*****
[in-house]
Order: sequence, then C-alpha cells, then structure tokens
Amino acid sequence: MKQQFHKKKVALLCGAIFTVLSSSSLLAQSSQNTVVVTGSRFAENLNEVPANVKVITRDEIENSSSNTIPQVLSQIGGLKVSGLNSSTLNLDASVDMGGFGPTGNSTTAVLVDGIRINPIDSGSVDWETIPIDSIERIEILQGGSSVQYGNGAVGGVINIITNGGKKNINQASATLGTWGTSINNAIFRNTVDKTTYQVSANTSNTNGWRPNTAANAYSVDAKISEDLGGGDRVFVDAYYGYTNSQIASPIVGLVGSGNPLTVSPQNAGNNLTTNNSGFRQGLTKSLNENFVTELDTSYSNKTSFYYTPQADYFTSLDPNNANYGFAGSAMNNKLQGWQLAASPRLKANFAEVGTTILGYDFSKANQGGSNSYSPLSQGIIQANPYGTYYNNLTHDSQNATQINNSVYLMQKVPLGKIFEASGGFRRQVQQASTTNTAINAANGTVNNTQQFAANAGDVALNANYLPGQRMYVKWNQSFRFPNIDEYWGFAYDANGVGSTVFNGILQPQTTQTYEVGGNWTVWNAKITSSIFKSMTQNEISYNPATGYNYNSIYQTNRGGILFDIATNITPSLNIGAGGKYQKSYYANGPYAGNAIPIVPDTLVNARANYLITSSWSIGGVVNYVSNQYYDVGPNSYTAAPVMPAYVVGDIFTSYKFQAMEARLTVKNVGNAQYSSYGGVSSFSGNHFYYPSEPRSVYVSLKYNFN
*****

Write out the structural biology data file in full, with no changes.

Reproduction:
[in-house]
Order: sequence, then C-alpha cells, then structure tokens
Amino acid sequence: MKQQFHKKKVALLCGAIFTVLSSSSLLAQSSQNTVVVTGSRFAENLNEVPANVKVITRDEIENSSSNTIPQVLSQIGGLKVSGLNSSTLNLDASVDMGGFGPTGNSTTAVLVDGIRINPIDSGSVDWETIPIDSIERIEILQGGSSVQYGNGAVGGVINIITNGGKKNINQASATLGTWGTSINNAIFRNTVDKTTYQVSANTSNTNGWRPNTAANAYSVDAKISEDLGGGDRVFVDAYYGYTNSQIASPIVGLVGSGNPLTVSPQNAGNNLTTNNSGFRQGLTKSLNENFVTELDTSYSNKTSFYYTPQADYFTSLDPNNANYGFAGSAMNNKLQGWQLAASPRLKANFAEVGTTILGYDFSKANQGGSNSYSPLSQGIIQANPYGTYYNNLTHDSQNATQINNSVYLMQKVPLGKIFEASGGFRRQVQQASTTNTAINAANGTVNNTQQFAANAGDVALNANYLPGQRMYVKWNQSFRFPNIDEYWGFAYDANGVGSTVFNGILQPQTTQTYEVGGNWTVWNAKITSSIFKSMTQNEISYNPATGYNYNSIYQTNRGGILFDIATNITPSLNIGAGGKYQKSYYANGPYAGNAIPIVPDTLVNARANYLITSSWSIGGVVNYVSNQYYDVGPNSYTAAPVMPAYVVGDIFTSYKFQAMEARLTVKNVGNAQYSSYGGVSSFSGNHFYYPSEPRSVYVSLKYNFN